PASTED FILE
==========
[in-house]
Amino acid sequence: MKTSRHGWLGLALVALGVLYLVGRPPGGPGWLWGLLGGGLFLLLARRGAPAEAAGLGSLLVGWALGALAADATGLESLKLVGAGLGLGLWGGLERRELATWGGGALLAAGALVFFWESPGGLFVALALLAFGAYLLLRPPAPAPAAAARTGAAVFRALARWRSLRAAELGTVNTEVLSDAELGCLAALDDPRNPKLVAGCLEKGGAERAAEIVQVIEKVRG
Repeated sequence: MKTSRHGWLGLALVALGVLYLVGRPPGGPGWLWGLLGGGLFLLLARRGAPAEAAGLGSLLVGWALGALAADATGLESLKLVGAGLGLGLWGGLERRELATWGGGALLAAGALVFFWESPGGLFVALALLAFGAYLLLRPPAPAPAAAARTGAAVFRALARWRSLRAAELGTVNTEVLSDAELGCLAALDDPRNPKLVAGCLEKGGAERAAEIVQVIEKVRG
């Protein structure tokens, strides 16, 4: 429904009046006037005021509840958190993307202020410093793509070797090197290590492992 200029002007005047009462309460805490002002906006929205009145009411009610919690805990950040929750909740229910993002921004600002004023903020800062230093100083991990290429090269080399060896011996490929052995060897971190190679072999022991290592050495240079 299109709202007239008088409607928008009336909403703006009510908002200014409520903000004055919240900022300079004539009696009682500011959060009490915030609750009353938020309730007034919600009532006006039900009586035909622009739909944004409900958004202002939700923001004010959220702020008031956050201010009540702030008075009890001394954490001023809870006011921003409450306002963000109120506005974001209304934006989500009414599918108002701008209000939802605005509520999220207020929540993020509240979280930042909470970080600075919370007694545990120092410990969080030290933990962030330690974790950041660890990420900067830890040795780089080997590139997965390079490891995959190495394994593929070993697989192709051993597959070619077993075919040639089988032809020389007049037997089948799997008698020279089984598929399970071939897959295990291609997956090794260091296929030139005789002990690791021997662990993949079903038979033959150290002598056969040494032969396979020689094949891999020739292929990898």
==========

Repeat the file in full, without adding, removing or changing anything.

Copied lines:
[in-house]
Amino acid sequence: MKTSRHGWLGLALVALGVLYLVGRPPGGPGWLWGLLGGGLFLLLARRGAPAEAAGLGSLLVGWALGALAADATGLESLKLVGAGLGLGLWGGLERRELATWGGGALLAAGALVFFWESPGGLFVALALLAFGAYLLLRPPAPAPAAAARTGAAVFRALARWRSLRAAELGTVNTEVLSDAELGCLAALDDPRNPKLVAGCLEKGGAERAAEIVQVIEKVRG
Repeated sequence: MKTSRHGWLGLALVALGVLYLVGRPPGGPGWLWGLLGGGLFLLLARRGAPAEAAGLGSLLVGWALGALAADATGLESLKLVGAGLGLGLWGGLERRELATWGGGALLAAGALVFFWESPGGLFVALALLAFGAYLLLRPPAPAPAAAARTGAAVFRALARWRSLRAAELGTVNTEVLSDAELGCLAALDDPRNPKLVAGCLEKGGAERAAEIVQVIEKVRG
């Protein structure tokens, strides 16, 4: 429904009046006037005021509840958190993307202020410093793509070797090197290590492992 200029002007005047009462309460805490002002906006929205009145009411009610919690805990950040929750909740229910993002921004600002004023903020800062230093100083991990290429090269080399060896011996490929052995060897971190190679072999022991290592050495240079 299109709202007239008088409607928008009336909403703006009510908002200014409520903000004055919240900022300079004539009696009682500011959060009490915030609750009353938020309730007034919600009532006006039900009586035909622009739909944004409900958004202002939700923001004010959220702020008031956050201010009540702030008075009890001394954490001023809870006011921003409450306002963000109120506005974001209304934006989500009414599918108002701008209000939802605005509520999220207020929540993020509240979280930042909470970080600075919370007694545990120092410990969080030290933990962030330690974790950041660890990420900067830890040795780089080997590139997965390079490891995959190495394994593929070993697989192709051993597959070619077993075919040639089988032809020389007049037997089948799997008698020279089984598929399970071939897959295990291609997956090794260091296929030139005789002990690791021997662990993949079903038979033959150290002598056969040494032969396979020689094949891999020739292929990898």